SAUDI CROWN Prince Mohammed bin Salman has sent an unmistakable signal to all who hoped he would be moved by the international backlash against his brutal treatment of human rights activists, journalists and other perceived opponents. With the trial of 11 women’s rights advocates still in progress, his security forces rounded up 12 of their supporters , most of whom were detained Thursday. That included two U.S. citizens, in what can only be interpreted as a deliberate provocation.

The crown prince is telling the world — and in particular, the U.S. Congress — that objections to the murder of journalist Jamal Khashoggi, and to the torture of women seeking the right to drive, have fallen on deaf ears. Maybe that’s because the response has lacked both a practical punch and the support of President Trump.

The new arrests targeted writers, journalists and academics who have supported reforms or had ties to the women on trial. One of the dual U.S.-Saudi nationals, Salah al-Haidar, is the son of Aziza al-Yousef, a renowned women’s rights activist who, along with at least a dozen others, was arrested last year. The other is a writer and physician, Bader al-Ibrahim. The detained also include a pregnant woman, writer Khadijah al-Harbi, and Anas al-Mazroui, a university lecturer whose apparent offense was to mention the names of some of the jailed women during a panel discussion at a book fair.

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Ms. Yousef and two other women were provisionally released last week, and there were reports that the other women might also be freed. Instead, the regime has chosen to double down on its repression. The new detainees, unlike those already on trial, are not famous activists or prominent on social media. They posed no political threat to the regime. The only conceivable purpose of their detention is to deter Saudi and international support for the female activists — who have sought such modest reforms as allowing women to travel without the permission of a male relative.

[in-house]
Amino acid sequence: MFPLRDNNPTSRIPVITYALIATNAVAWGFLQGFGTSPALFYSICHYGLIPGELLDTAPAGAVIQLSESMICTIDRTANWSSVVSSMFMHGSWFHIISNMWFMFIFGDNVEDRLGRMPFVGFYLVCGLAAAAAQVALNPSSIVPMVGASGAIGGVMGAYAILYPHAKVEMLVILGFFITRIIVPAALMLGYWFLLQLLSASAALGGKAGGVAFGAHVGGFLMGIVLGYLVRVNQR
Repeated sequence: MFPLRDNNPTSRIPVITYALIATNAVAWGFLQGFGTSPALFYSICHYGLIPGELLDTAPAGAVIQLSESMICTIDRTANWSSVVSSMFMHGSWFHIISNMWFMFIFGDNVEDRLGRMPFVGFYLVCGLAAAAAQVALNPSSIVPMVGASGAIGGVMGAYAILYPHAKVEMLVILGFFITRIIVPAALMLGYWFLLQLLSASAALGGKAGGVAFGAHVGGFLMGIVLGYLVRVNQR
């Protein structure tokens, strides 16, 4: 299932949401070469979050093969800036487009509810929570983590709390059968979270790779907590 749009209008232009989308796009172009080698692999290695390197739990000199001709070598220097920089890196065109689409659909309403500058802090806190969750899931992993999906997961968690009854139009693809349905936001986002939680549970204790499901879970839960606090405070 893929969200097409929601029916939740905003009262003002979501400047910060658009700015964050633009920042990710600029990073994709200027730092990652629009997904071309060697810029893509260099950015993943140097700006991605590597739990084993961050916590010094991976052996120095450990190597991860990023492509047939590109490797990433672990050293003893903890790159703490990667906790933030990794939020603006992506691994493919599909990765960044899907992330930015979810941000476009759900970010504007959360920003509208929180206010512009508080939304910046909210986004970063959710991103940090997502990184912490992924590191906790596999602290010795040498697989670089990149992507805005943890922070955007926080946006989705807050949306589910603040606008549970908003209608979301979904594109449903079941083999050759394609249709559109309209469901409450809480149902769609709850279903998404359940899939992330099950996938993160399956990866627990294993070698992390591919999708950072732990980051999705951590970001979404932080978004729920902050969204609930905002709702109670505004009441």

In targeting U.S. citizens, Mohammed bin Salman may also have been responding to Congress. On Thursday, the House passed a resolution, already approved by the Senate, mandating an end to U.S. involvement in the Yemen civil war. The aim of stripping support for Saudi and allied forces is correct: The intervention has triggered a humanitarian catastrophe, and U.N. investigators have documented likely war crimes by Saudi bombers using U.S.-supplied munitions. But other than infuriating the crown prince, the measure, which is subject to veto by Mr. Trump, is likely to have no practical effect.

Mohammed bin Salman has yet to suffer any tangible sanction for his human rights abuses, even though they exceed anything seen in Saudi Arabia for decades. Senate Republicans have held up legislation that would mandate punishment for the murder of Khashoggi. That, along with kid-glove treatment from Mr. Trump, has emboldened the regime.

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Mr. Trump has frequently bragged about his record of freeing Americans unjustly imprisoned abroad. But he had nothing to say about the arrest of the two Saudi Americans. As he did in the case of Khashoggi, Saudi Arabia’s 33-year-old ruler is making the president of the United States look timid and weak.

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